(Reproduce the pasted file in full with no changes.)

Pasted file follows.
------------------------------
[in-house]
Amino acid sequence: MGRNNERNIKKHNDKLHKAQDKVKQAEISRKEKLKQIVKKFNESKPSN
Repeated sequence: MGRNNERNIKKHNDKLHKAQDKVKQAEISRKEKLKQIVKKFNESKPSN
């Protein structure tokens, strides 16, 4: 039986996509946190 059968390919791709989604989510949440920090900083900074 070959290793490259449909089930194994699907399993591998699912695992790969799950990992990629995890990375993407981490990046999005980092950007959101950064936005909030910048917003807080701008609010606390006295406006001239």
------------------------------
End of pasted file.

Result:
[in-house]
Amino acid sequence: MGRNNERNIKKHNDKLHKAQDKVKQAEISRKEKLKQIVKKFNESKPSN
Repeated sequence: MGRNNERNIKKHNDKLHKAQDKVKQAEISRKEKLKQIVKKFNESKPSN
């Protein structure tokens, strides 16, 4: 039986996509946190 059968390919791709989604989510949440920090900083900074 070959290793490259449909089930194994699907399993591998699912695992790969799950990992990629995890990375993407981490990046999005980092950007959101950064936005909030910048917003807080701008609010606390006295406006001239």